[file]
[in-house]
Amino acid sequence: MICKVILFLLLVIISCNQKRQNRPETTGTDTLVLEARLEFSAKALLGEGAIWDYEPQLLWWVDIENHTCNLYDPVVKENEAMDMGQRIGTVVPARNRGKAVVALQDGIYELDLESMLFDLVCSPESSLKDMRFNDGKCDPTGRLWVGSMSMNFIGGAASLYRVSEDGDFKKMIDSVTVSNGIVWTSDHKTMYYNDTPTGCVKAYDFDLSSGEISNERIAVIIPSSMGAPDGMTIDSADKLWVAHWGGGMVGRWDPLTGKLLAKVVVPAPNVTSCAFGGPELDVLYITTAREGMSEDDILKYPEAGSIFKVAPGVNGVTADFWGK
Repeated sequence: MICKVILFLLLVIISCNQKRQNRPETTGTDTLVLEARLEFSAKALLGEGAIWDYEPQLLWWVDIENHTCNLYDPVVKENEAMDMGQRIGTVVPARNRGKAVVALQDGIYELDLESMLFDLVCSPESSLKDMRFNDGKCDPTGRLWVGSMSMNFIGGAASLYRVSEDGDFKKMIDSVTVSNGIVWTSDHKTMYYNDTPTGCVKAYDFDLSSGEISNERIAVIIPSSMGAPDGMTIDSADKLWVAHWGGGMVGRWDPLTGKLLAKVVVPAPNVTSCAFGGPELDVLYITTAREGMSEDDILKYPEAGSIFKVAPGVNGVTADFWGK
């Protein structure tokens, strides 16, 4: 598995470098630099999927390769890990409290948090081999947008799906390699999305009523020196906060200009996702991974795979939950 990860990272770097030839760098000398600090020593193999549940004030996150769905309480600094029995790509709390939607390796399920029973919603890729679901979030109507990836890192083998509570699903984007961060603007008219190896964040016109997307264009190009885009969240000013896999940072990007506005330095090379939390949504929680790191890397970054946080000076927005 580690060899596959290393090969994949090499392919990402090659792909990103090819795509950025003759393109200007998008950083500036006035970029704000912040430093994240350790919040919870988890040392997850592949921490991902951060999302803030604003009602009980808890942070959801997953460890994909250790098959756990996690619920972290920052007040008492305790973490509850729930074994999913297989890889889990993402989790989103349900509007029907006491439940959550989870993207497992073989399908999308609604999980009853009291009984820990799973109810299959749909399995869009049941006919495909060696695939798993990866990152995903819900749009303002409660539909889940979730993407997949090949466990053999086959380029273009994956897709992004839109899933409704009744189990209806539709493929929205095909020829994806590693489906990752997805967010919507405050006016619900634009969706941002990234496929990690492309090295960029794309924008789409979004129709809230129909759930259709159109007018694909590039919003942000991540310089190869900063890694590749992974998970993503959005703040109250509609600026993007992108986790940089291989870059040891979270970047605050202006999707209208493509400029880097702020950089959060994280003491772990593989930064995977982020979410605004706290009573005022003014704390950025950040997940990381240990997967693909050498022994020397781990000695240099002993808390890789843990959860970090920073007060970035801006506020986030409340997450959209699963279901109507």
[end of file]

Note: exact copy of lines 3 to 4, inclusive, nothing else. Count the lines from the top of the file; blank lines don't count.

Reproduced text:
Repeated sequence: MICKVILFLLLVIISCNQKRQNRPETTGTDTLVLEARLEFSAKALLGEGAIWDYEPQLLWWVDIENHTCNLYDPVVKENEAMDMGQRIGTVVPARNRGKAVVALQDGIYELDLESMLFDLVCSPESSLKDMRFNDGKCDPTGRLWVGSMSMNFIGGAASLYRVSEDGDFKKMIDSVTVSNGIVWTSDHKTMYYNDTPTGCVKAYDFDLSSGEISNERIAVIIPSSMGAPDGMTIDSADKLWVAHWGGGMVGRWDPLTGKLLAKVVVPAPNVTSCAFGGPELDVLYITTAREGMSEDDILKYPEAGSIFKVAPGVNGVTADFWGK
């Protein structure tokens, strides 16, 4: 598995470098630099999927390769890990409290948090081999947008799906390699999305009523020196906060200009996702991974795979939950 990860990272770097030839760098000398600090020593193999549940004030996150769905309480600094029995790509709390939607390796399920029973919603890729679901979030109507990836890192083998509570699903984007961060603007008219190896964040016109997307264009190009885009969240000013896999940072990007506005330095090379939390949504929680790191890397970054946080000076927005 580690060899596959290393090969994949090499392919990402090659792909990103090819795509950025003759393109200007998008950083500036006035970029704000912040430093994240350790919040919870988890040392997850592949921490991902951060999302803030604003009602009980808890942070959801997953460890994909250790098959756990996690619920972290920052007040008492305790973490509850729930074994999913297989890889889990993402989790989103349900509007029907006491439940959550989870993207497992073989399908999308609604999980009853009291009984820990799973109810299959749909399995869009049941006919495909060696695939798993990866990152995903819900749009303002409660539909889940979730993407997949090949466990053999086959380029273009994956897709992004839109899933409704009744189990209806539709493929929205095909020829994806590693489906990752997805967010919507405050006016619900634009969706941002990234496929990690492309090295960029794309924008789409979004129709809230129909759930259709159109007018694909590039919003942000991540310089190869900063890694590749992974998970993503959005703040109250509609600026993007992108986790940089291989870059040891979270970047605050202006999707209208493509400029880097702020950089959060994280003491772990593989930064995977982020979410605004706290009573005022003014704390950025950040997940990381240990997967693909050498022994020397781990000695240099002993808390890789843990959860970090920073007060970035801006506020986030409340997450959209699963279901109507």